- Heritage Category:
- Listed Building
- List Entry Number:
- Date first listed:
- Statutory Address:
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- Statutory Address:
The building or site itself may lie within the boundary of more than one authority.
- Northumberland (Unitary Authority)
- National Grid Reference:
- NU 07375 02173
Country House. 1864, greatly enlarged 1870-2, 1872-7 and 1883-5 by Norman Shaw, and Billiard Room extension 1895 by Frederick Waller, for Sir William George Armstrong, 1st Lord Armstrong. Snecked stone with rock-faced-and- margined quoins and ashlar dressings; some timber framing with pebbledashed infill; red clay tile roofs except for leaded part-glazed roof to Drawing Room and Welsh slates on Billiard Room.
Dramatic site cut into steep valleyside; irregular ranges around small court closed by rock face on east. Central Tower in west range; Gilnockie Tower at east end of south range forms a link with Drawing Room and Billiard Room at higher level to south-east. Eclectic style with mixed Gothic, Tudor and Renaissance motifs.
South (Entrance) front: irregular facade in 3 parts. 3-storey 3-bay left section has 2 timber-framed gables and an attic dormer; central moulded entrance arch with inner half-glazed panelled double doors, and large mullioned- and-transomed window over. Central part 2 storeys and blind jettied top floor, 2 bays, has a larger moulded archway through to the courtyard. Right bay is 5-storey Gilnockie Tower, with gabled top floor set back behind stepped parapet; and hexagonal wooden cupola with swept lead dome and weathervane. Projecting right wing, 2-storeyed on west and l-storeyed on east with hill slope; on west and south faces large bay windows, massive projecting stack on south, castellated parapets. At higher level on far right is large detached chimney stack served by subterranean flues.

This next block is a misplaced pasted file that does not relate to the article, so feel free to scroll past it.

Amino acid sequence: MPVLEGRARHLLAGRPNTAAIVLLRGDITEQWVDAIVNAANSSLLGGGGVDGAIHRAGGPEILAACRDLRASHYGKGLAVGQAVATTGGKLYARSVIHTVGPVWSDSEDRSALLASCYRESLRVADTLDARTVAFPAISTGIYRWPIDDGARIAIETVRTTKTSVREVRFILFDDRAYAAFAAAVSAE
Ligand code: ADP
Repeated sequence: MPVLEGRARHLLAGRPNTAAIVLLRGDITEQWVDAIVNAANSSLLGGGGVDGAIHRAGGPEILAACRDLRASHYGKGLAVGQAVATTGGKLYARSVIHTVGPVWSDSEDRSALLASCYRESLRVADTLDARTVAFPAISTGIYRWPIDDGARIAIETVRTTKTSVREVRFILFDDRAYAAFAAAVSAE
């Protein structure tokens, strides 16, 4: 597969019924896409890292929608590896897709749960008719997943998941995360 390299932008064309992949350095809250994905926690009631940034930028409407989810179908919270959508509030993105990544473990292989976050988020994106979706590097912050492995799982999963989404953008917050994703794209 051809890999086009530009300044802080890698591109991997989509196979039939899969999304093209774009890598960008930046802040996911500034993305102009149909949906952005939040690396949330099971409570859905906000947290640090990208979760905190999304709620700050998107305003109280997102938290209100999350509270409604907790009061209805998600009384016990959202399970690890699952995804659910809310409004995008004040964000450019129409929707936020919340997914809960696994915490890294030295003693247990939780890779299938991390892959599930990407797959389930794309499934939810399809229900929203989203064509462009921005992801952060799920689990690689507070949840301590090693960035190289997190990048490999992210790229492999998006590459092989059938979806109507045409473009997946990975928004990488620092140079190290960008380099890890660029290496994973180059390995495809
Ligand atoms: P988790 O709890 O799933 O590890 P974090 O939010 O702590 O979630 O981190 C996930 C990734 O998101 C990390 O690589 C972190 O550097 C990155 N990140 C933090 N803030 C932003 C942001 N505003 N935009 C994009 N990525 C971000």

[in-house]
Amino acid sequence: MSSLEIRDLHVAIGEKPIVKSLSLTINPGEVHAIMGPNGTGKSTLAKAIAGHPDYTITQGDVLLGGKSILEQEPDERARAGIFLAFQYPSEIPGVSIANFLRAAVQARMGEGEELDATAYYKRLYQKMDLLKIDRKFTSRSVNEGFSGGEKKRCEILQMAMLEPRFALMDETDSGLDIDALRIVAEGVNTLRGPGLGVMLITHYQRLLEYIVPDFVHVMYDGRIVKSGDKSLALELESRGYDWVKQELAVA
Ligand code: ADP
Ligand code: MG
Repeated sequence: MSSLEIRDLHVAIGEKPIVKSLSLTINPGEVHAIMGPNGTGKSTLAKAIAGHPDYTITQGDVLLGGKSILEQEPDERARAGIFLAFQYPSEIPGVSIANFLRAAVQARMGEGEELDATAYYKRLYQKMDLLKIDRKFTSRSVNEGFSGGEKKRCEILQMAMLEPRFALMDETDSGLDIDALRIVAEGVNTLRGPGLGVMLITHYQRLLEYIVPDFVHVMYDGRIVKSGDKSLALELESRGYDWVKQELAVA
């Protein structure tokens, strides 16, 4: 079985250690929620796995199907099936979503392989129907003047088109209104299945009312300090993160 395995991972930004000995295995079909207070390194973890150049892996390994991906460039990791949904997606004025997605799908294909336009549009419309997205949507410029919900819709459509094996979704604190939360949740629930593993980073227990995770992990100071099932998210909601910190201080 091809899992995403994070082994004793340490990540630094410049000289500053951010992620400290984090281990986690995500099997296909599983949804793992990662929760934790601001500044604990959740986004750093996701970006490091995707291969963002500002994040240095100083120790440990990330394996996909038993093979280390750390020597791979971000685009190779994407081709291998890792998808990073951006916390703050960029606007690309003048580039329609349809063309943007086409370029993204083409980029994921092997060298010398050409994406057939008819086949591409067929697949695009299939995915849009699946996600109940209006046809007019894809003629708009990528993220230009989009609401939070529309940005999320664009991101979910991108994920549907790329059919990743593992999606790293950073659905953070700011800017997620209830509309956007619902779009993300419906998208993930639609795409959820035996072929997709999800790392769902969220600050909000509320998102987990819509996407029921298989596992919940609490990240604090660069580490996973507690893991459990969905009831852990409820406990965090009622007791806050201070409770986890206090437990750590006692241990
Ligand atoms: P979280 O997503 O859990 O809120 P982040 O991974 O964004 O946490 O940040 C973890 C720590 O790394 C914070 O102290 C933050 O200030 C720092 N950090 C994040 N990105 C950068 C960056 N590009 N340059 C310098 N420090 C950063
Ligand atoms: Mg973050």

Irregular west front in several planes. 4-bay right section is 1864 house, heightened 1872-7 by Shaw; 3 storeys except for 6-storey central Tower rising behind 2nd bay. Twin-gabled left bay; timber-framed top floor to right bays. Tower has stepped crenellated parapet below timber-framed top floor with jettied gable. 2-bay left section of 1870-7: Semi-octagonal bay window on left supports balcony to recessed timber-framed 2nd floor.
North front 1 + 4 bays. Main 3-storey part has 1874 gateway on left: large moulded archway to courtyard flanked by stepped clasping buttresses. 3rd bay has full-height canted bay window, with multi-shafted chimney to right. To left is 1½-storey bay with timber-framed gable set back behind parapet.
Stone-mullioned windows, some with transoms, except in timber-framed sections, mostly with plate glass except for some leaded small-paned casements. Various carved panels and details, notably to timberwork of Central Tower. Moulded parapets, gable copings and finials. Tall chimneys with clustered octagonal or spiral-fluted shafts.
Largely complete Victorian interior. Stone Entrance Hall with panelled bays on either side and moulded arches, one leading to passage with De Morgan majolica tiles. Library with elaborate panelled and coffered ceiling, frieze with painted floral panels, high panelled dado and large chimney piece of onyx, copper and pictorial tiles; Morris glass (life of St. George) in top lights of windows. Dining Room has deeply-coffered moulded ceiling and high embattled dado with carved frieze; inglenook fireplace under semicircular arch, the fireplace, arch and frieze above all carved. Large kitchen with 2 ranges, hydraulically-turned spit and dumb waiter. In basement below Library, a complete bath-house suite with tiled plunge bath.Open-well stair with carved heraldic beasts on newels.
Upstairs landing and passages with De Morgan tiles. Gallery, with arch-braced timber roof and glazed top panels, leads to Drawing Room: Huge inglenook fireplace and chimneypiece by W.R. Lethaby, in Italian marbles, carved throughout with Renaissance motifs and reaching to top of barreled roof. Roof has elaborate plaster side panels and glazed centre; moulded archway to bay window. Billiard Room with panelled fireplace wall and Baroque arcades.
Cragside was the home of the 1st Lord Armstrong (1810-1900), industrialist and inventor. The house was the scene of many technological innovations; it was the first in the world to be lit by electricity derived from water power. 'Cragside', National Trust guide 1981, S. Pettit & S. Saint.
Listing NGR: NU0737502173
The contents of this record have been generated from a legacy data system.
- Legacy System number:
- Legacy System:
Books and journals
Pettit, S, Saint, S, Cragside, (1981)
Register of Parks and Gardens of Special Historic Interest in England, Part 31 Northumberland,
This building is listed under the Planning (Listed Buildings and Conservation Areas) Act 1990 as amended for its special architectural or historic interest.
End of official listing